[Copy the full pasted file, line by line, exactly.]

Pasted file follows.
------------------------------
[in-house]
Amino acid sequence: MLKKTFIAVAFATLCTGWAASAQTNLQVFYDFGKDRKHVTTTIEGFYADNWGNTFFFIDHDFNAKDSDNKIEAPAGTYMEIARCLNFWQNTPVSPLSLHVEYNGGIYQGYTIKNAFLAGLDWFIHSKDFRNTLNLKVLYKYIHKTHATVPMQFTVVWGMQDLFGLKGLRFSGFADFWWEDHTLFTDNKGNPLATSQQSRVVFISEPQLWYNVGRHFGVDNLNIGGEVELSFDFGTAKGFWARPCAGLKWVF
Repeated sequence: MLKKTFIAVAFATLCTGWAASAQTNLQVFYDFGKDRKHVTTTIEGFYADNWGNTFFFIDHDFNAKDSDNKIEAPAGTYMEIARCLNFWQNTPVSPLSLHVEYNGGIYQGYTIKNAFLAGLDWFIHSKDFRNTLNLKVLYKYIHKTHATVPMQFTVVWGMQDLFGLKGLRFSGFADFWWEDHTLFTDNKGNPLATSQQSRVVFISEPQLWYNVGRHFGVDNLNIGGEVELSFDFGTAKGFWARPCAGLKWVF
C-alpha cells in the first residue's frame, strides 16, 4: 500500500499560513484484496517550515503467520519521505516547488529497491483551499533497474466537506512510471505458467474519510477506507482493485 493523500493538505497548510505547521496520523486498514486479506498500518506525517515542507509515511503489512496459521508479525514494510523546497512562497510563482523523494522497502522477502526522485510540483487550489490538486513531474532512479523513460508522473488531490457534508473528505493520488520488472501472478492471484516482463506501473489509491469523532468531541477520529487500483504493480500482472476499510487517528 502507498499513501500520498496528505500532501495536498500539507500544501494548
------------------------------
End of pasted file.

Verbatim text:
[in-house]
Amino acid sequence: MLKKTFIAVAFATLCTGWAASAQTNLQVFYDFGKDRKHVTTTIEGFYADNWGNTFFFIDHDFNAKDSDNKIEAPAGTYMEIARCLNFWQNTPVSPLSLHVEYNGGIYQGYTIKNAFLAGLDWFIHSKDFRNTLNLKVLYKYIHKTHATVPMQFTVVWGMQDLFGLKGLRFSGFADFWWEDHTLFTDNKGNPLATSQQSRVVFISEPQLWYNVGRHFGVDNLNIGGEVELSFDFGTAKGFWARPCAGLKWVF
Repeated sequence: MLKKTFIAVAFATLCTGWAASAQTNLQVFYDFGKDRKHVTTTIEGFYADNWGNTFFFIDHDFNAKDSDNKIEAPAGTYMEIARCLNFWQNTPVSPLSLHVEYNGGIYQGYTIKNAFLAGLDWFIHSKDFRNTLNLKVLYKYIHKTHATVPMQFTVVWGMQDLFGLKGLRFSGFADFWWEDHTLFTDNKGNPLATSQQSRVVFISEPQLWYNVGRHFGVDNLNIGGEVELSFDFGTAKGFWARPCAGLKWVF
C-alpha cells in the first residue's frame, strides 16, 4: 500500500499560513484484496517550515503467520519521505516547488529497491483551499533497474466537506512510471505458467474519510477506507482493485 493523500493538505497548510505547521496520523486498514486479506498500518506525517515542507509515511503489512496459521508479525514494510523546497512562497510563482523523494522497502522477502526522485510540483487550489490538486513531474532512479523513460508522473488531490457534508473528505493520488520488472501472478492471484516482463506501473489509491469523532468531541477520529487500483504493480500482472476499510487517528 502507498499513501500520498496528505500532501495536498500539507500544501494548